Celebrating Seniors – Jane Powell is 87
Dancer, actress and soprano singer Jane Powell was borne Suzanne Burce on April 1, 1929 in Portland, Oregon. Powell has said she began dance lessons at age two and was soon tap-dancing on local Portland radio stations. She began taking singing lessons at age 10 and her amazing two-and-a-half octave range helped her get selected as the Oregon Victory Girl during World War II. At age 12, while still in grade school, Jane Powell was singing in two weekly radio shows and touring Oregon to sell Victory Bonds during World War II.
Below, Jane Powell in her heyday, and with Seven Brides for Seven Brothers (1954) co-star Howard Keel.
(Photo sources: Pinterest | Photo montage: Senior City)
During a 1943 family summer vacation in Hollywood, Suzanne Burce won a talent competition/radio show hosted by Janet Gaynor, Hollywood Showcase: Stars Over Hollywood. The next day she had two auditions with producers – one with David O. Selznick and another with MGM head Louis B. Mayer, who promptly signed her to a 7-year contract with MGM at age 14. Although reluctant, Powell has said she felt she owed her parents for the hardships endured while they paid for her singing and dancing lessons. She played the character of Jane Powell in her first movie, Song of the Open Road (1944), and took that as her professional name.
From 1944-1958, Jane Powell starred in 19 movies for MGM movie studios, and the other studios they loaned her out to. As a teenager, she attended the famous MGM backstage “Little Red Schoolhouse”, along with other child stars such as Margaret O’Brien, Elizabeth Taylor, Dean Stockwell; long-time friend Roddy McDowall, and frequent co-star Debbie Reynolds also attended this school.
Right, Jane Powell as she appeared in A Date With Judy (1948) (Photo: MGM | Wikimedia Commons / Public Domain)
Below, Elizabeth Taylor’s high school graduation photo on the set of the MGM movie Father of the Bride (1950) shows the camaraderie on the MGM lot with the young stars. The “little red schoolhouse” as it was called, was the place where lifelong friendships were formed, and special occasions celebrated with friends.
From left: Claude Jarman Jr., Russ Tamblyn, Dean Stockwell, Tom Irish, Jane Powell, Elizabeth Taylor. (Photo: listal.com)
In a 2011 interview with the Chicago Tribune, octogenarian senior citizen Jane Powell reflected back on that time in her life:
“Roddy McDowall…was like a brother to me, the same way he was with Elizabeth…We’d meet at his house most every Sunday, and we’d dance, and we’d swim, and play badminton, and Roddy’s mother would make a big dinner. And that was the only socializing we did, really. We were terribly isolated…It was a lonely life.”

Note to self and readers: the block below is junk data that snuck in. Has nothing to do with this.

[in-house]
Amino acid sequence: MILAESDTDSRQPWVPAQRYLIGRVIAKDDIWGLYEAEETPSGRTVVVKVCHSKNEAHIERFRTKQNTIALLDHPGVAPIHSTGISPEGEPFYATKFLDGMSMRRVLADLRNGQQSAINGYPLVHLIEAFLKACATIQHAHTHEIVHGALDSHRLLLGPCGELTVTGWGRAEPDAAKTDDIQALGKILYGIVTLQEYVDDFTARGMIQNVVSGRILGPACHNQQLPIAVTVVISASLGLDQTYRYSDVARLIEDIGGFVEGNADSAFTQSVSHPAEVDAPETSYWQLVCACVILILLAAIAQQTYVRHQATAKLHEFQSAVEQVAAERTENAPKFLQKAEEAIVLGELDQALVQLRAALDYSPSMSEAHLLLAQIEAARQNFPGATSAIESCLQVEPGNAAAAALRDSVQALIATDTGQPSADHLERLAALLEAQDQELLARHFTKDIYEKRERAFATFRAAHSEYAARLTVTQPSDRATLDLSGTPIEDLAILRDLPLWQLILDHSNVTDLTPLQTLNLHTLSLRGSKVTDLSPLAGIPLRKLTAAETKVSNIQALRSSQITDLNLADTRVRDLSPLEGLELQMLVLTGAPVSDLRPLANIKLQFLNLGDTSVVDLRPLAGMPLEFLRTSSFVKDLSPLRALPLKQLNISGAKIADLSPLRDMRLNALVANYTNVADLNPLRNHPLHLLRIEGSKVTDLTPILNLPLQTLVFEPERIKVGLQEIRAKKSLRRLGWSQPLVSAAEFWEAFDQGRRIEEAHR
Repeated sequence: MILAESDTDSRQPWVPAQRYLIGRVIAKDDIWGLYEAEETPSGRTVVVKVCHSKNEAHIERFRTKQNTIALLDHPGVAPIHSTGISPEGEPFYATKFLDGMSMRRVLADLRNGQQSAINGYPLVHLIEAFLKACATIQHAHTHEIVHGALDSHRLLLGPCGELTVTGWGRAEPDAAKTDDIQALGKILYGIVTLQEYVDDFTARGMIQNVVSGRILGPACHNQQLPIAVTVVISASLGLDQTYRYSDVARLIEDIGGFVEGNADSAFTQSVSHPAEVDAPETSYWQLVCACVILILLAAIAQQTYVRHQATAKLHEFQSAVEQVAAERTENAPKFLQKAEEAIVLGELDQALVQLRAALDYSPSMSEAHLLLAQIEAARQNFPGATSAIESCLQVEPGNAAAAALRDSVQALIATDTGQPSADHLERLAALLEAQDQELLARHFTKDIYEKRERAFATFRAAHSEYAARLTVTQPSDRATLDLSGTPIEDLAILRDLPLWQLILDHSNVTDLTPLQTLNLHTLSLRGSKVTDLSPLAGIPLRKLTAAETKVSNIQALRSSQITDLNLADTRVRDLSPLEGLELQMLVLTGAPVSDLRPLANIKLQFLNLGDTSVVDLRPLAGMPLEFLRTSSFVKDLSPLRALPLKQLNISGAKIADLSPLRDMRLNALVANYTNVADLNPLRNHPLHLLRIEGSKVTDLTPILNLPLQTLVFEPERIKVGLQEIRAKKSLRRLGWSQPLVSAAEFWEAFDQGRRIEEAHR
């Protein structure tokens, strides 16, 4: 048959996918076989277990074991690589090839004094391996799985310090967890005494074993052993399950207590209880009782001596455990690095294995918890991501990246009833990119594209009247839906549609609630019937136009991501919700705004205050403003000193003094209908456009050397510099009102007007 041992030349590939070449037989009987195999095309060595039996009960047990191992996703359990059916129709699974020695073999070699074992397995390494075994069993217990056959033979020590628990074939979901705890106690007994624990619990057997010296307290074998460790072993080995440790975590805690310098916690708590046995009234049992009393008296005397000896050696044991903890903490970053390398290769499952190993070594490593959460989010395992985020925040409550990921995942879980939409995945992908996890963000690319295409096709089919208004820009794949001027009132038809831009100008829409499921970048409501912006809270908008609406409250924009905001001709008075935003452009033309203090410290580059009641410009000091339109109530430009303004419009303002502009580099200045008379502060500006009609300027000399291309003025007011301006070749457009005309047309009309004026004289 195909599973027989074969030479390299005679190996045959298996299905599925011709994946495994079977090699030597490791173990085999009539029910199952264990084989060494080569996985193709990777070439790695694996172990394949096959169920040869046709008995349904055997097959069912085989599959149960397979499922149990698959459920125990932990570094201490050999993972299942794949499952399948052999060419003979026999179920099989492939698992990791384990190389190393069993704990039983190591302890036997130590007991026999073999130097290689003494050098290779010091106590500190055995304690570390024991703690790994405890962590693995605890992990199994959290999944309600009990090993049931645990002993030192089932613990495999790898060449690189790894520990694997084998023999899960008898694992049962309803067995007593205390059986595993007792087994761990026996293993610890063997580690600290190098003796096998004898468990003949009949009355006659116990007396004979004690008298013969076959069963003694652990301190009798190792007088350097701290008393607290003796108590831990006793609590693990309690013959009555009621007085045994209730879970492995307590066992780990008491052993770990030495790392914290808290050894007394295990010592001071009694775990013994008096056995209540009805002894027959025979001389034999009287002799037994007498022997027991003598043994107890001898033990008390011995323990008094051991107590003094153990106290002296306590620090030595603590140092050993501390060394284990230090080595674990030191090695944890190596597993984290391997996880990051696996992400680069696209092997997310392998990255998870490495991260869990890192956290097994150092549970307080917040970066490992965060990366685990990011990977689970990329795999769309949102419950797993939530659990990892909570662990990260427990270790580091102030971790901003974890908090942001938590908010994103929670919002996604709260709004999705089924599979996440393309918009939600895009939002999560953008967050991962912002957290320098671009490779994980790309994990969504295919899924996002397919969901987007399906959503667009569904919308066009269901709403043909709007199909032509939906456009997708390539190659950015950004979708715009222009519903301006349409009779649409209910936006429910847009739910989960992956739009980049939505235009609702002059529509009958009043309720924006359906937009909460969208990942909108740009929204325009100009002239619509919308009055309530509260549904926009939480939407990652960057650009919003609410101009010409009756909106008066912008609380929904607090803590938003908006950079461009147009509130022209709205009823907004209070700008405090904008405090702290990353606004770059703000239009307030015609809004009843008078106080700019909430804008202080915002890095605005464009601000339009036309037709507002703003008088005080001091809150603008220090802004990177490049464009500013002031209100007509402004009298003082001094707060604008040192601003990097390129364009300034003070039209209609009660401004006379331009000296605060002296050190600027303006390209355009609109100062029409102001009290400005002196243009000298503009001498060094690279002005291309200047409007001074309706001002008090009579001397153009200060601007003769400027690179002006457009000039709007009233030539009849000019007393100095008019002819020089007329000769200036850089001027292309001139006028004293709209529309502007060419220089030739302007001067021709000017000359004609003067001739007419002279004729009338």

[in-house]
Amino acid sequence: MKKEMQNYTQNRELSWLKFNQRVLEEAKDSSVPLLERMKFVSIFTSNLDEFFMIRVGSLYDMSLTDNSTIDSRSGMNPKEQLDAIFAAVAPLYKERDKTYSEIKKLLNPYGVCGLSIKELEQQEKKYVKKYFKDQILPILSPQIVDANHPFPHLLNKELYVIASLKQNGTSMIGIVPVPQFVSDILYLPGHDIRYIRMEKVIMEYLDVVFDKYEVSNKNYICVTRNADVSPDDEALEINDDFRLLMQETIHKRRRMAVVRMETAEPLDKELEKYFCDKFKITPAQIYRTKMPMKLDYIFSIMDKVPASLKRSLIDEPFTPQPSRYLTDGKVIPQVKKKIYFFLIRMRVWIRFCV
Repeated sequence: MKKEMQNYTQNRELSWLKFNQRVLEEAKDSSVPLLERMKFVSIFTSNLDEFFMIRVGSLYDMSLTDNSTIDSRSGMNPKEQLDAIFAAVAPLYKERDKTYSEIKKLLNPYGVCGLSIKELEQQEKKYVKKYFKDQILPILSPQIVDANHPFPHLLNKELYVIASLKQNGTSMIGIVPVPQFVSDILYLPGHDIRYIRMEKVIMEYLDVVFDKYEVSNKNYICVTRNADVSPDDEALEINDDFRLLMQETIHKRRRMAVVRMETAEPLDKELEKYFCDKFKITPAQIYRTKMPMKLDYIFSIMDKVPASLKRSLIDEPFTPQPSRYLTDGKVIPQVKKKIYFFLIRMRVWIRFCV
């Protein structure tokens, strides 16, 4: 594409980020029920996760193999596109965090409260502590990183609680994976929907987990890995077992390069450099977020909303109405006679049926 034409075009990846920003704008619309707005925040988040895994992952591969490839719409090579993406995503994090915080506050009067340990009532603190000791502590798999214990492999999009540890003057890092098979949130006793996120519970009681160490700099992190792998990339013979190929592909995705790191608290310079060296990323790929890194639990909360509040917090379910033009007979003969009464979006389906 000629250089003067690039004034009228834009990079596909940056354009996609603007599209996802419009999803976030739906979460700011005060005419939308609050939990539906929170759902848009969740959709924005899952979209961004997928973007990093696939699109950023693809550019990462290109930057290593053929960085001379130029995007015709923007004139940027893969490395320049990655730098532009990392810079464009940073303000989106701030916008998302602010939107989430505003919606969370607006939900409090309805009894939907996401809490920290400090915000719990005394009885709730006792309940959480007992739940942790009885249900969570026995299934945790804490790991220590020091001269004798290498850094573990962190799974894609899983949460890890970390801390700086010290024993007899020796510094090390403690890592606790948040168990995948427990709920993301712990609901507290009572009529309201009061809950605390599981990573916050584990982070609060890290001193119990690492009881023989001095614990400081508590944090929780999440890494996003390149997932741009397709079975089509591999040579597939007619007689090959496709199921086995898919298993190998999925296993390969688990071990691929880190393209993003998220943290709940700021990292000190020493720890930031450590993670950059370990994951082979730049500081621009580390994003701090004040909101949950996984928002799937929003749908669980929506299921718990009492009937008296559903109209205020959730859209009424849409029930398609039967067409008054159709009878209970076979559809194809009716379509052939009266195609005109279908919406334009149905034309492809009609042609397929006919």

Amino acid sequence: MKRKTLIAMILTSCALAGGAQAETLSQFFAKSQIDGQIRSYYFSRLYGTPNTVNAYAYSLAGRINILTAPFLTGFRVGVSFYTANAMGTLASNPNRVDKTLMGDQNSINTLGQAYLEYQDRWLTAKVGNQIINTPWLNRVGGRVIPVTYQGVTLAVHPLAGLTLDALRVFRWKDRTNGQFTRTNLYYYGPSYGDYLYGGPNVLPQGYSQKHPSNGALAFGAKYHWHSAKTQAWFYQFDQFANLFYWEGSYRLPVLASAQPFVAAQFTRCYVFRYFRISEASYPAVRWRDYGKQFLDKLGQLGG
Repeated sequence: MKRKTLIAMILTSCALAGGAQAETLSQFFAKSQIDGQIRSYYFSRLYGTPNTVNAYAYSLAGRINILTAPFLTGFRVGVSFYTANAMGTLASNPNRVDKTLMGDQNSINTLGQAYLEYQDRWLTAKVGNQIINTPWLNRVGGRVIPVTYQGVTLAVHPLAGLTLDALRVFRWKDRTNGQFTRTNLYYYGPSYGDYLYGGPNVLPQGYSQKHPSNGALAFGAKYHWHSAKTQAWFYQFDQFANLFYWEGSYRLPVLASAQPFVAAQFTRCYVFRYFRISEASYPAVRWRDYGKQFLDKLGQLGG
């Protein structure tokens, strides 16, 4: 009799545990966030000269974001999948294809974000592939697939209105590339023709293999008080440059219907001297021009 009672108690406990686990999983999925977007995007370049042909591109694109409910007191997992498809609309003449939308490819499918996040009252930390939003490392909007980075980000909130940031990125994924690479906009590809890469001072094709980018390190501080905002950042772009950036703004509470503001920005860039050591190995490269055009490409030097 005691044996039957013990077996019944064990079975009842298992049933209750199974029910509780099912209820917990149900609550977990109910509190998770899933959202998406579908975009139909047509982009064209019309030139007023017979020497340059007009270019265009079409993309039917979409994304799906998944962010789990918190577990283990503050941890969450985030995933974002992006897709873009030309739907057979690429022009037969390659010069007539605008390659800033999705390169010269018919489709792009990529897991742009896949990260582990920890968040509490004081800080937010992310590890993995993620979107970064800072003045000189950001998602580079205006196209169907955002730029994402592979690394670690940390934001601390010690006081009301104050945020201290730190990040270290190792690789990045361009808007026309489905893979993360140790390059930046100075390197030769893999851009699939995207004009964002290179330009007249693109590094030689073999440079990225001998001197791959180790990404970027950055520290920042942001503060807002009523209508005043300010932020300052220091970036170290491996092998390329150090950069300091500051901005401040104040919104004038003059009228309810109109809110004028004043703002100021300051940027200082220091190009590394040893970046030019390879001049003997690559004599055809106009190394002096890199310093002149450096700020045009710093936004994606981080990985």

Jane Powell and Roddie McDowall appeared in the movie Holiday in Mexico (1946) together. Two years later, Powell starred as Judy in A Date With Judy (1948) alongside her schoolmate and friend Elizabeth Taylor, who played Judy’s boyfriend’s sister.
Friendship and fun is evident on the left, with pals Roddy McDowall and Elizabeth Taylor in front, followed by Jane Powell and Scotty Beckett (a co-star of Jane’s in A Date With Judy, and an alumni of the Our Gang and Little Rascals movies and television series). (Photo: Pinterest)
In a 2000 interview with Rex Reed for Observer, Jane Powell reflected that, “I made a great deal of money but I never got to spend it. My mother took everything. I don’t know what she did with it. Probably hid it under the mattress. After that, my first husband took half of everything I made. Everyone wanted to keep me young. I didn’t even know anything about sex until I was 21.”
Right, Jane Powell’s 1949 wedding to Geary Steffen, with friend Elizabeth Taylor as bridesmaid. Both girls look radiantly happy in this photo. (Photo: Pinterest)
The following year, Jane Powell was one of Elizabeth Taylor’s bridesmaids when she married Conrad Hilton, Jr. in 1950. That same year, Jane Powell starred in the first of three movies with actress Debbie Reynolds, who played her sister in Two Weeks With Love (1950); both Powell and Reynolds share an April 1st birthday. Co-incidentally, Powell also appeared in three movies with actor Vic Damone during her MGM career.
The classic musical-comedy Royal Wedding (1951) had Jane Powell co-starring with Fred Astaire as his on-screen sister. Royal Wedding was set at the time of Princess Elizabeth and Philip Mountbatten, Duke of Edinburgh’s wedding in 1947 London, and was popular with audiences at the time.
Jane and Gearhardt’s first child, son Gearhardt Anthony (G.A. “Jay”) Steffen III was born in July 1951; followed quickly by their second child, daughter Suzanne (Sissy) Steffen, born in November 1952.
Left, a 1950 (ish) publicity photo of Jane Powell. (Photo: MGM eBay | Wikimedia Commons / Public Domain)
According to author Tony Benvenuto of Classic Images, after Sissy’s birth, MGM loaned Jane Powell to Warner Brothers to film the movie Three Sailors and a Girl (1953). Below, Gene Nelson & Jane Powell in Three Sailors and a Girl.